The point with the Biden administration is that it has not changed its position after he became president. Biden called Erdoğan after three months to inform him that he would use the “G” word, that he would called the 1915 events as "genocide". It is evident that the Biden administration is very well aware of the weaknesses of the Erdoğan government. And they knew that it would not be easy for Erdoğan to push back even after they went ahead and recognized the Armenian Genocide, the very red line Turkey has been trying to prevent for decades.
This also showed that Biden will not back down from his position in dealing with Erdoğan on the contrary to former U.S. presidents who usually have softened their tone towards Ankara while adjusting to the realities on the ground. It has also become clear that the Biden administration will depend on neither a firm transactionalism nor on a personal relationship between the two leaders. It is worth noting that Turkey experts in D.C. point at the frustration in the U.S. diplomatic circles caused by former President Trump, whom they think was manipulated by Erdoğan and thus led to more problems for Washington in the Middle East.
Erdoğan’s efforts to tilt towards the U.S., will have its consequences with Russia. First, Erdoğan will loose the Russian card in its dealings with the U.S. Second, far from using Russia as a balancing force against the US, he is now trying to balance Russian influence in the Eastern Europe and the Middle East. And third he is trying to make a damage control and concerned further Russian reaction. Erdoğan should have learned that it is not the same thing to shift alliances at home when it comes to deal with the global powers. In this vain, Turkey watered down a NATO decision to criticize Belorussia for forcing to landing a flight in order to apprehend a dissent journalist. Erdoğan is now moving from a policy of “precious loneliness” to a proving that he is a precious ally of the U.S. in the region which he regards as a key policy for his political survival.
Turkey has a tradition of cooperation with the U.S. in regional politics. However, after coming to power the AKP government first its identity, “conservative Democrat” and moderate Islamist, then its over ambitious regional aspirations transformed the logic of cooperation in a post-Cold War era. After two decades, the Erdoğan government has rediscovered Turkey’s geographical location under newly emerged geopolitical landspace, and offered Turkey’s valuable position to the US regional strategy. In this new strategic bargaining, Turkey seems to concede to the demands of the U.S., and play a staunch ally to ensure U.S. support. This is a miserable position for a government that boasted that it dominates the regional developments, that it defines the course of events in the region.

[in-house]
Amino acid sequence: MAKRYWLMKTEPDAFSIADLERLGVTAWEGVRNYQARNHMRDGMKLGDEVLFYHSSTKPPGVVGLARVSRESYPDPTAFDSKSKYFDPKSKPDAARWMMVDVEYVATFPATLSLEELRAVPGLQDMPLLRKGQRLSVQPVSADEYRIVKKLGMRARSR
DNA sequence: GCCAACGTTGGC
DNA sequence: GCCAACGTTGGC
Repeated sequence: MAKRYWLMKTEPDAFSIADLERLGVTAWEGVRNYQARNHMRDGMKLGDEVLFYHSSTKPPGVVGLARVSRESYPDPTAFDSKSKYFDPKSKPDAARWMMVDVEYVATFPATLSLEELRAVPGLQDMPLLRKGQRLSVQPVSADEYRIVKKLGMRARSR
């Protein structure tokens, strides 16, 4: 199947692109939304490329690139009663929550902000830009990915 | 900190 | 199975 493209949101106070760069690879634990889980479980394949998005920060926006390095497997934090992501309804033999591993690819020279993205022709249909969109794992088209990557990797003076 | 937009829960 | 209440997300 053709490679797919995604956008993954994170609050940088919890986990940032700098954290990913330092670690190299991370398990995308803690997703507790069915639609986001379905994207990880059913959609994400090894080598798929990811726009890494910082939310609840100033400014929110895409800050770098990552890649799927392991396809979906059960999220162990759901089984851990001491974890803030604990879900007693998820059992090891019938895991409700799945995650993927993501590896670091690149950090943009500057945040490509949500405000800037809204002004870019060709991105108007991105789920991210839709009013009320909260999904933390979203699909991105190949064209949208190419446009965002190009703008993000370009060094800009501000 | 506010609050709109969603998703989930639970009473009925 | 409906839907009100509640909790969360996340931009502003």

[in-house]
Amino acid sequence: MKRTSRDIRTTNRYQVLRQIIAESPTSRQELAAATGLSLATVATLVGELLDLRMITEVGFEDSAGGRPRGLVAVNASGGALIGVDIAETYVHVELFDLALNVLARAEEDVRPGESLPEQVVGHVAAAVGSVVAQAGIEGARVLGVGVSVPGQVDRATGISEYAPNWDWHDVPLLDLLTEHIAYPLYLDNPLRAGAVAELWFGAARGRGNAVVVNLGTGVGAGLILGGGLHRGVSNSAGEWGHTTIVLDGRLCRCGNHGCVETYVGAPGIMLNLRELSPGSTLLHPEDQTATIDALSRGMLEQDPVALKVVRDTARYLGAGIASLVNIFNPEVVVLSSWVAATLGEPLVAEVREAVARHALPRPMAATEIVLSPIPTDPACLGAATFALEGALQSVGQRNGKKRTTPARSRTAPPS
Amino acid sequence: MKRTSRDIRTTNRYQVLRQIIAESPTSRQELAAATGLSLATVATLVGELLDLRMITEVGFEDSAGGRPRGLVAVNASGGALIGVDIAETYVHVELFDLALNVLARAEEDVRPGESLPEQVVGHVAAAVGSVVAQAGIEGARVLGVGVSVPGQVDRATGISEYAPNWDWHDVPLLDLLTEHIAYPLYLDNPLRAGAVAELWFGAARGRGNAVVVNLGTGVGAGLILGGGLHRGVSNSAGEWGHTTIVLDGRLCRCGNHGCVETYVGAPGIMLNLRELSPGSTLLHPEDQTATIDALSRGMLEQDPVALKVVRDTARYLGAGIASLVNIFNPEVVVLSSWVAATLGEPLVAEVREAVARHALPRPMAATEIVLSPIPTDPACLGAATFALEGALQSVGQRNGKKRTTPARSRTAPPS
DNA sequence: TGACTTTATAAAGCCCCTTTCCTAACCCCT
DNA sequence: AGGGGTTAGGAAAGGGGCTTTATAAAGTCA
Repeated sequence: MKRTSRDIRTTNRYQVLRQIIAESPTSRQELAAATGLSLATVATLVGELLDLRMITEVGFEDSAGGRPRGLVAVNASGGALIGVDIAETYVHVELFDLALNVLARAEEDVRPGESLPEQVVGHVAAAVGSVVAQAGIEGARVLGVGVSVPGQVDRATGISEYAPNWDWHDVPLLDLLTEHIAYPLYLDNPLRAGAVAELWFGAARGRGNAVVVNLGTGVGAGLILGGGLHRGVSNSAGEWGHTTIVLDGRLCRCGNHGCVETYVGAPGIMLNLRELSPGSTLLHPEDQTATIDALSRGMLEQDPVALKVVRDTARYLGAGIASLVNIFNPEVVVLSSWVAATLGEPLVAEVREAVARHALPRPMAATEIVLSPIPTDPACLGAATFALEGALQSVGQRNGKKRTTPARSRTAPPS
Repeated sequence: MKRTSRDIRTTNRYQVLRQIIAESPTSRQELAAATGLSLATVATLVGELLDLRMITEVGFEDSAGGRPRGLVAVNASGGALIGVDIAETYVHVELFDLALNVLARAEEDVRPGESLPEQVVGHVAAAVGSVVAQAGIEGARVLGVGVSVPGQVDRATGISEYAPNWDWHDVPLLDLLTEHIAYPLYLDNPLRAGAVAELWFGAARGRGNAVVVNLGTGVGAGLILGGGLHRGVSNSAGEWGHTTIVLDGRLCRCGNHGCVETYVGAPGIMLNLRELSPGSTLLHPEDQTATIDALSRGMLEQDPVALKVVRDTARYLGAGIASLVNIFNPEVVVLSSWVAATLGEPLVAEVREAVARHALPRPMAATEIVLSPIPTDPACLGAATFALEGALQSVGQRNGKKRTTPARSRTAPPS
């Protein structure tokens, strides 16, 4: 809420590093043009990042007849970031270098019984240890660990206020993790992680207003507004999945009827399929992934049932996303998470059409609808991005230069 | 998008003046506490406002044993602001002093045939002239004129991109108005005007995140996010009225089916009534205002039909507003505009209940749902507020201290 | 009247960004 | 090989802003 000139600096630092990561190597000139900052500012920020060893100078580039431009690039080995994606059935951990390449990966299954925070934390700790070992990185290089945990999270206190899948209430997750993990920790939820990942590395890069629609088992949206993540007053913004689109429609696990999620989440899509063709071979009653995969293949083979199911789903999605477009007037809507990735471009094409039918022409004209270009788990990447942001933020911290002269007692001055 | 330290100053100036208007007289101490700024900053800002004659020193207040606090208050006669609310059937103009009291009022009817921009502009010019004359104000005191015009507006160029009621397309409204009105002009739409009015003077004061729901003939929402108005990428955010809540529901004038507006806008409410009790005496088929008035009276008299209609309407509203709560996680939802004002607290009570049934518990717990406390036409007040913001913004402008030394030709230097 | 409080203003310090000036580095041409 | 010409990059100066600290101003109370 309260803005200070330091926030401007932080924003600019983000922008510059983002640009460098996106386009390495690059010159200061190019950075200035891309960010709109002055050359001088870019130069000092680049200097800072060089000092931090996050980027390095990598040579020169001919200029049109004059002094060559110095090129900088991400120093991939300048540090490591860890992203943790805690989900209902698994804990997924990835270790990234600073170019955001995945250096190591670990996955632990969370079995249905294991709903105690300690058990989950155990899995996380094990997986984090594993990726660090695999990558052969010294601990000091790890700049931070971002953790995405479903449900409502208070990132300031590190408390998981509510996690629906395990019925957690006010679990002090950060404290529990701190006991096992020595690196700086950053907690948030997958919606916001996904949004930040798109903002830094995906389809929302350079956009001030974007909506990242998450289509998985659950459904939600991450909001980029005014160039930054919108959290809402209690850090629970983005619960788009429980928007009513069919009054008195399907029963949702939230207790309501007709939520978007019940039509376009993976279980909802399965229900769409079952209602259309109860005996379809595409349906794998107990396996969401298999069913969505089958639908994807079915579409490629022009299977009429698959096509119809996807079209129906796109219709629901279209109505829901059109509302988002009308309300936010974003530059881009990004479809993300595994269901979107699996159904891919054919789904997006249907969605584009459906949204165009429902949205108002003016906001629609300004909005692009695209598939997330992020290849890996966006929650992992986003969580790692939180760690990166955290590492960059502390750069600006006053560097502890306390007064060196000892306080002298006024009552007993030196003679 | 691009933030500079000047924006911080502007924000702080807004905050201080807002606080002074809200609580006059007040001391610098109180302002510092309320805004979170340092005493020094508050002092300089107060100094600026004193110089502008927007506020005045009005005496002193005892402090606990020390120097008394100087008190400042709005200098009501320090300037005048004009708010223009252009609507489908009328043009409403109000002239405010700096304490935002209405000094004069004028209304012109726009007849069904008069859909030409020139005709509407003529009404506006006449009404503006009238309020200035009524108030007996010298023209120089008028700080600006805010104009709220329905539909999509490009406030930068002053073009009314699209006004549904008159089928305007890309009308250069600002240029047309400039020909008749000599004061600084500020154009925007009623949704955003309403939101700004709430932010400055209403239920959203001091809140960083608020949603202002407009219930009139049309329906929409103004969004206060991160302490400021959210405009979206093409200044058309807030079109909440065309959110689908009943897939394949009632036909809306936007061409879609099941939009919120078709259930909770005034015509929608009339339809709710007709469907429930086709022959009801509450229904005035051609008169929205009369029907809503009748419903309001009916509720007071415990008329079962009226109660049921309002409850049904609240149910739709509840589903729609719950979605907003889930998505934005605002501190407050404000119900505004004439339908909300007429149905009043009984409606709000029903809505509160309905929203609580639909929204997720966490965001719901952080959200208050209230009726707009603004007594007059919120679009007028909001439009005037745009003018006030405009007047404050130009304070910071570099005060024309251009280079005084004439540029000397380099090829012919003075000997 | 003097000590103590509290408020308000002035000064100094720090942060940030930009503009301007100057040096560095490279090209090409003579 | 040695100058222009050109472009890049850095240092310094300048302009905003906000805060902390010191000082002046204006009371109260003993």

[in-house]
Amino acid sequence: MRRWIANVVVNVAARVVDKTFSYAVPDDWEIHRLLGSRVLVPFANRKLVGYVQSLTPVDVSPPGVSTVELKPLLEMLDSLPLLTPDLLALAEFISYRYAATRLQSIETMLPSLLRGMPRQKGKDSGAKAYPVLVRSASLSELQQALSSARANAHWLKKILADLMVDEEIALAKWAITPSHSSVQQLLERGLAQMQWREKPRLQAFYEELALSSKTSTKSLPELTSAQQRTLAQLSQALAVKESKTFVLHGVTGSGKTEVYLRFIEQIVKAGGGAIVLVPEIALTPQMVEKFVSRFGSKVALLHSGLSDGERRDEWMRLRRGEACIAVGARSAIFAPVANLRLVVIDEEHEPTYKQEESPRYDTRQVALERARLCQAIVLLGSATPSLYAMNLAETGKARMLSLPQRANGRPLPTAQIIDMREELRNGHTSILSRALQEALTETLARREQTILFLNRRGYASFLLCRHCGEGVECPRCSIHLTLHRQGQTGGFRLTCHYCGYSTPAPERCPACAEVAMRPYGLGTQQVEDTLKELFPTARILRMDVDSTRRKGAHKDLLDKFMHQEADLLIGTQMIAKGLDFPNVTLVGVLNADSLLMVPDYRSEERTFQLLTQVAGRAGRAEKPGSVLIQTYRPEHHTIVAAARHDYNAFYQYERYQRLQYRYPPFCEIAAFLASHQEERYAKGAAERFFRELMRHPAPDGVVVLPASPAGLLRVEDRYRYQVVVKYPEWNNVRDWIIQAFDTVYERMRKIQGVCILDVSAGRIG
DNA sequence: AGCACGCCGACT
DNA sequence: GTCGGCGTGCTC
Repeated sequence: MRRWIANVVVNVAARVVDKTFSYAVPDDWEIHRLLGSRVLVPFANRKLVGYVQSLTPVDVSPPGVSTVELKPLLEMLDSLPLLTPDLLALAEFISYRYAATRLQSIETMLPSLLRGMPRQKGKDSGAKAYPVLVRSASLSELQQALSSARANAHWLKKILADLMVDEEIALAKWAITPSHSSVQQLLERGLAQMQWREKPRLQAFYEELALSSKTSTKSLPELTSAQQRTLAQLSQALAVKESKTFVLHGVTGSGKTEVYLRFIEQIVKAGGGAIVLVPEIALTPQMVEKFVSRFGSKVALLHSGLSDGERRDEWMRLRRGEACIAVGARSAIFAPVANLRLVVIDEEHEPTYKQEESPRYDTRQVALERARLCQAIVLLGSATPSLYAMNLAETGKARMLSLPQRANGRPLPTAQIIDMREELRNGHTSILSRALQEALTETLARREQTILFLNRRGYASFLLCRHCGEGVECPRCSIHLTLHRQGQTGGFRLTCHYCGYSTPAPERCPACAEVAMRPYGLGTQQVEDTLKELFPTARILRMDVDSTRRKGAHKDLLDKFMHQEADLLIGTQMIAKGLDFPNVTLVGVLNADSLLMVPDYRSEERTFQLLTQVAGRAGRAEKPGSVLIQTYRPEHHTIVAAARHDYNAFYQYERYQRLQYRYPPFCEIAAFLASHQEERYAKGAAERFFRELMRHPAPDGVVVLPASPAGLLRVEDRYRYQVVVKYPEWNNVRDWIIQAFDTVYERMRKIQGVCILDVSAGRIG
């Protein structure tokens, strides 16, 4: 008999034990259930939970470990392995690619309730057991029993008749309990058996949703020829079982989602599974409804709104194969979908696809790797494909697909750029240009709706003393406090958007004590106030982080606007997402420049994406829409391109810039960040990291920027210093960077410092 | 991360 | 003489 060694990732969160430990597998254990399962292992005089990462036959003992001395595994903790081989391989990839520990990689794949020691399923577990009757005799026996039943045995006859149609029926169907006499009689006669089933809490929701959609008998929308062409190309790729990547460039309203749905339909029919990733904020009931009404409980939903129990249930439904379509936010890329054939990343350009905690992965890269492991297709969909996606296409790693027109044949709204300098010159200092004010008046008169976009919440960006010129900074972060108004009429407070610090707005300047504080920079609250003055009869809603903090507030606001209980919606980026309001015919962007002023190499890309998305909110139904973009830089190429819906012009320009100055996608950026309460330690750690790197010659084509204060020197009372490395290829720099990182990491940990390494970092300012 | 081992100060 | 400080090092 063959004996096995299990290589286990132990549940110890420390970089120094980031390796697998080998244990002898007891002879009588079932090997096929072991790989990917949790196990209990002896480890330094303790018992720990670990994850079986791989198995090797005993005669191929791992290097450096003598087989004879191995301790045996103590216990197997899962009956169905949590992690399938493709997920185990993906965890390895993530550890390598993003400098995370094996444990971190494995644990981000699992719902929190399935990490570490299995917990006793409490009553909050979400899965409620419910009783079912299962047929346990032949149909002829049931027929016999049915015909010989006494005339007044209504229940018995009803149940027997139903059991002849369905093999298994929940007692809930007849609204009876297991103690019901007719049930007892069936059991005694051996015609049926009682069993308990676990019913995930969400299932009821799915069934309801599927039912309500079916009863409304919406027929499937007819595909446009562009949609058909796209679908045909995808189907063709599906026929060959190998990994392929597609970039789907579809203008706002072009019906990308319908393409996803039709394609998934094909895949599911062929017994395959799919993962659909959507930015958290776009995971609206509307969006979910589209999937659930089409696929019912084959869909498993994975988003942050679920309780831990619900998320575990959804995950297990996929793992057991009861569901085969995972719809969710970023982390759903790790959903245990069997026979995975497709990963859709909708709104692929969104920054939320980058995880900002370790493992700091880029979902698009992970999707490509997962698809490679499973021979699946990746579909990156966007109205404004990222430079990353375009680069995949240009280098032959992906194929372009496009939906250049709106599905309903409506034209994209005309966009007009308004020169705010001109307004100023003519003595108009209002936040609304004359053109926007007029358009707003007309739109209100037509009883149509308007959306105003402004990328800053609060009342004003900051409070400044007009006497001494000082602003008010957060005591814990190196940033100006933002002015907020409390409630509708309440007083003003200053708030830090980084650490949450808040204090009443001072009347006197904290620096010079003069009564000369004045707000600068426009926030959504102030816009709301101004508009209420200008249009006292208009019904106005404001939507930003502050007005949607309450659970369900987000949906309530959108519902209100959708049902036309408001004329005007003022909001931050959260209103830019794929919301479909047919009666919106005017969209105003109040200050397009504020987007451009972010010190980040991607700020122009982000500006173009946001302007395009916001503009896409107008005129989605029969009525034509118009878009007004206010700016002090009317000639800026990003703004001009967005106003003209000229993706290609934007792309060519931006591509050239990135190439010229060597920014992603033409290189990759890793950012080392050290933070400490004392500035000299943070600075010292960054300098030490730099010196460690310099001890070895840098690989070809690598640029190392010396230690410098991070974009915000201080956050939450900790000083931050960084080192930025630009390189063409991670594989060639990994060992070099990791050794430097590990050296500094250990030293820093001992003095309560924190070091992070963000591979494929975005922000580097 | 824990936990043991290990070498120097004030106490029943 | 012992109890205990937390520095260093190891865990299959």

Erdoğan is no longer an indispensable leader of the West, especially for the U.S. His political style has long been deciphered and he is regarded as an unreliable leader. His most notable trait is his ability to withdraw and make compromises when he is cornered, a quality all of his counterparts know very well. Despite his readiness to cooperate and to become a useful ally, Erdoğan may not guarantee the type of relations he wishes to establish with the Biden administration. Nor such possible deal will guarantee his and his party’s political future. After all, the U.S. foreign policy apparatus is more experienced in shifting allies/partners historically and globally compared to Erdoğan.
The Erdoğan government is ready to agree, withdraw and compromise with the US on all issues except human rights. It has not shown any sign of taking positive steps in this regard. He is saving the human rights issue as a last bargaining chip against the U.S. Unlike the cooperation in the Black Sea region and negotiating on the S-400 missiles, he knows that steps on human rights and democratization will directly affect his own political future domestically. He is aware that any relaxation will revive social mobilization which he suppresses through police force and judiciary.
Even if Erdoğan could “reset” relations with the Biden administration and manage to open a new page, it will be a much more asymmetrical relationship than before. Erdoğan is ready to concede in many areas so long as it helps him to stay in power. He is trying to return to a “Cold War" type of relationship in which the U.S. turned a blind eye to a flawed democratic system in return for strategic cooperation. Erdoğan is now betting on this model, which is basically a combination of cooperation abroad and authoritarianism at home. This possible deal would give him time until the elections to fix some of problems in the economy and his shaky alliance with the nationalists. However, for Turkey, this is a lose-lose situation.